Upon retiring Jeffrey was appointed to the newly created position of Honorary Research Associate, assisting the museum in projects related to Indonesian maritime history. These have included liaising with Indonesian counterparts to place a travelling exhibition from the ANMM into Indonesian museums. He has represented ANMM as a guest lecturer during cruises and expeditions in the Indonesian archipelago, on the APT cruise ship Caledonian Sky and the traditional Indonesian sailing ships Ombak Putih and Katarina operated by SeaTrek Bali. These reflect his commitment to sharing his knowledge and enthusiasm for this oceanic world and its people; his richly illustrated presentations draw upon decades of research and adventures sailing with the traditional seafarers and boat builders of Indonesia.

Jeffrey Mellefont was born in Sydney in 1951 and studied anthropology, prehistory, literature and education at the University of Sydney. He had an extremely short career as a high school teacher in the East African Kingdom of Swaziland, preferring to pursue marine occupations during his 20s and 30s. These included working as a wharfie and tuna fisherman in Australia and as an ocean-going yacht navigator and skipper on the Indian, Atlantic and Pacific Oceans, and the Mediterranean and Caribbean Seas. On returning to Australia he worked as a yachting journalist, photographer and yacht-magazine editor prior to joining the Australian National Maritime Museum.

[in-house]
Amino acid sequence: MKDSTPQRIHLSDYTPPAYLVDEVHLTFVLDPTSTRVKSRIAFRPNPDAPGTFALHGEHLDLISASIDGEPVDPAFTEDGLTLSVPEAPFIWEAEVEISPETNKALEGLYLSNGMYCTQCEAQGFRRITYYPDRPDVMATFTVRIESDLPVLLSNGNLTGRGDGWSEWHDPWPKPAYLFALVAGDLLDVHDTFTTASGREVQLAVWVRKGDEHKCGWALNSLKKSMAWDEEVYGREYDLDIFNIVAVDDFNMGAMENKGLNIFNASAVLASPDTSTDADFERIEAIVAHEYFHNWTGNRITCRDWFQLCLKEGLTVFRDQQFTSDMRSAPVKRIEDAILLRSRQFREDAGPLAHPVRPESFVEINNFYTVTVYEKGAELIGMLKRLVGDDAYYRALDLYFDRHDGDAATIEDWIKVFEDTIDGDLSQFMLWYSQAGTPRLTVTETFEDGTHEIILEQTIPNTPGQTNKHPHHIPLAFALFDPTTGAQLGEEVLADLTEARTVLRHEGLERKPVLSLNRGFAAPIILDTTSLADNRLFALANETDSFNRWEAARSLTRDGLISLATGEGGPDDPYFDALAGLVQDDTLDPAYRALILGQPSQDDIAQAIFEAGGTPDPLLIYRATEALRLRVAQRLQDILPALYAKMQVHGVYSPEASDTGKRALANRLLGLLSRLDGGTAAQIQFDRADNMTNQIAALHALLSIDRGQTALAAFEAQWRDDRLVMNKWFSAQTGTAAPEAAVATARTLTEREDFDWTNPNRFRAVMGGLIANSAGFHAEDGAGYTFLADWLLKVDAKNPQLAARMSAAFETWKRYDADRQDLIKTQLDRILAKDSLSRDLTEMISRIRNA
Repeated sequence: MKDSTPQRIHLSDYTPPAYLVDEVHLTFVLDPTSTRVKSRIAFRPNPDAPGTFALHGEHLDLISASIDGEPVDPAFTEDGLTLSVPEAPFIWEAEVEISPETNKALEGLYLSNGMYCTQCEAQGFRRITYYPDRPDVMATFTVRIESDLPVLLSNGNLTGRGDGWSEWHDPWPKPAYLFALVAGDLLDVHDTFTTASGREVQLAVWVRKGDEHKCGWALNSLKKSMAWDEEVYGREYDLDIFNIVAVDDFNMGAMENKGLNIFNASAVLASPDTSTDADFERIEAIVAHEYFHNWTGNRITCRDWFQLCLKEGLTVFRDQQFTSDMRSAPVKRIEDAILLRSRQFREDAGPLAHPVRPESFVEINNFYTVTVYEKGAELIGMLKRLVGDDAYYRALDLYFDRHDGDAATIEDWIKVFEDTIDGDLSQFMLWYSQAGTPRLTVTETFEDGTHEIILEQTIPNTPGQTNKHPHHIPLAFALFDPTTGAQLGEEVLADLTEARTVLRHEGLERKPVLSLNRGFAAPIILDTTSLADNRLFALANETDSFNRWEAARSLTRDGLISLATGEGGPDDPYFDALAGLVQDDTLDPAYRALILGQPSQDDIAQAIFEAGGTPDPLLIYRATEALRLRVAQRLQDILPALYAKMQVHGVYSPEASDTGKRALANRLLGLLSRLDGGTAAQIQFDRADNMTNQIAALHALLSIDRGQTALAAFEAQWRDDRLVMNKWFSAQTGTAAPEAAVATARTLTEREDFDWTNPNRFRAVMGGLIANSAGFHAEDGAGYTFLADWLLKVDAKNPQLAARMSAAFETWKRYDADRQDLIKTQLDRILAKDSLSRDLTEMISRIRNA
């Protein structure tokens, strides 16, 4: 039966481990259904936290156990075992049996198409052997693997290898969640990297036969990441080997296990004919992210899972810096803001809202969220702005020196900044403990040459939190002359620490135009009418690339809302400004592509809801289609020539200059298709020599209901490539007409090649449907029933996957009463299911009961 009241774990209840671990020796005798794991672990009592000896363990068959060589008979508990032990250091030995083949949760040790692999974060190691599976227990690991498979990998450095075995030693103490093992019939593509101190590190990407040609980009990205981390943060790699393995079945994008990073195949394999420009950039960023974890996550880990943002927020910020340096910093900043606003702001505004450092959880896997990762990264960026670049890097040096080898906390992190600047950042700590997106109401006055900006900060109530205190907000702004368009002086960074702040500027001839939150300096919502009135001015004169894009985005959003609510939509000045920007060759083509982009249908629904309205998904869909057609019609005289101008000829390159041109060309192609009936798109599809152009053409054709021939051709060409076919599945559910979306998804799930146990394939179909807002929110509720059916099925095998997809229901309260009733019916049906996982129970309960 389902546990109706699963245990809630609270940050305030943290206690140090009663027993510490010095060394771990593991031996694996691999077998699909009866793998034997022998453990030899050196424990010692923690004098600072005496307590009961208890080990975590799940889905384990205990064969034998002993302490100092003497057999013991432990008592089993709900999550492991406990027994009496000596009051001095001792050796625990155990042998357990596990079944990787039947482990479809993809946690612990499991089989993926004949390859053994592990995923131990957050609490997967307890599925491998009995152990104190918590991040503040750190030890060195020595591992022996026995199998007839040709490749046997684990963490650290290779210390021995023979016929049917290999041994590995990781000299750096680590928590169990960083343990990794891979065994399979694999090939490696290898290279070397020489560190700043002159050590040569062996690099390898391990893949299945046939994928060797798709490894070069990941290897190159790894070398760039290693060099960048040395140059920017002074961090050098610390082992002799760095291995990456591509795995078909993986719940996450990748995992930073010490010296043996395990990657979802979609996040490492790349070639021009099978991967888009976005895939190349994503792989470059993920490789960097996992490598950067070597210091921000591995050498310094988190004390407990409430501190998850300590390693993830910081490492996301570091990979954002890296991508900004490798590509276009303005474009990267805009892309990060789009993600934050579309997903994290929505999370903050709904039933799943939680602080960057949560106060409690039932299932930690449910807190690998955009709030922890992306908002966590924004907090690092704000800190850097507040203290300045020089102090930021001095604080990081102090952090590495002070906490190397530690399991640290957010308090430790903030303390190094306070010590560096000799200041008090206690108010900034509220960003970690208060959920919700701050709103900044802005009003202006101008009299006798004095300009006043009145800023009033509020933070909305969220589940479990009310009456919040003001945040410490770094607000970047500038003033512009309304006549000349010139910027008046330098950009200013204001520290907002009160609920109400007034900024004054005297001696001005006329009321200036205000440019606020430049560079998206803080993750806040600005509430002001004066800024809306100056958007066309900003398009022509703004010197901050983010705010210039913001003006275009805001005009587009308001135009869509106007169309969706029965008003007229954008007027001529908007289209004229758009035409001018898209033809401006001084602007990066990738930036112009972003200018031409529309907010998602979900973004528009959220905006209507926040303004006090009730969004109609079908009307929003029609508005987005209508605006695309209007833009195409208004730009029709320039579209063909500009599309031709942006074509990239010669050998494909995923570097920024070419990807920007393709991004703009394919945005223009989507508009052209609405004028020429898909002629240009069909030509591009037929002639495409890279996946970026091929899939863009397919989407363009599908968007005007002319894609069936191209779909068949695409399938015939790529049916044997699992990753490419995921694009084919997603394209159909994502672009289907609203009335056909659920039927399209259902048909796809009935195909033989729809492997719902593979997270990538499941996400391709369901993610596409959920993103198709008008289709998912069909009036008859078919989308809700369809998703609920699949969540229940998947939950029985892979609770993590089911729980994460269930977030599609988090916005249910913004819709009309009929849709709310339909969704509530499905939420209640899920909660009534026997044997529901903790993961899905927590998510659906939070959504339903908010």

Jeffrey raised a family at Bondi Beach and Coogee Beach, Sydney, where he is based with his wife Anna.

Publications
  • 2016: ‘Spice Islands Eclipse – Astronomy, celestial navigation and spice trade history’ [March 9 total solar eclipse viewed in Moluccas], feature article, Signals, quarterly journal of the Australian National Maritime Museum No 115 March 2015:24-31
  • 2016: ‘Maritime tourism helps keep Indonesian traditions alive’ [Cruise on a Bugis pinisi from Ternate (Moluccas) to Kendari (S.E. Sulawesi)], Australian National Maritime Museum blog, https://anmm.wordpress.com/2016/01/27/maritime-tourism-helps-keeps-indonesian-traditions-alive/ 27 January 2016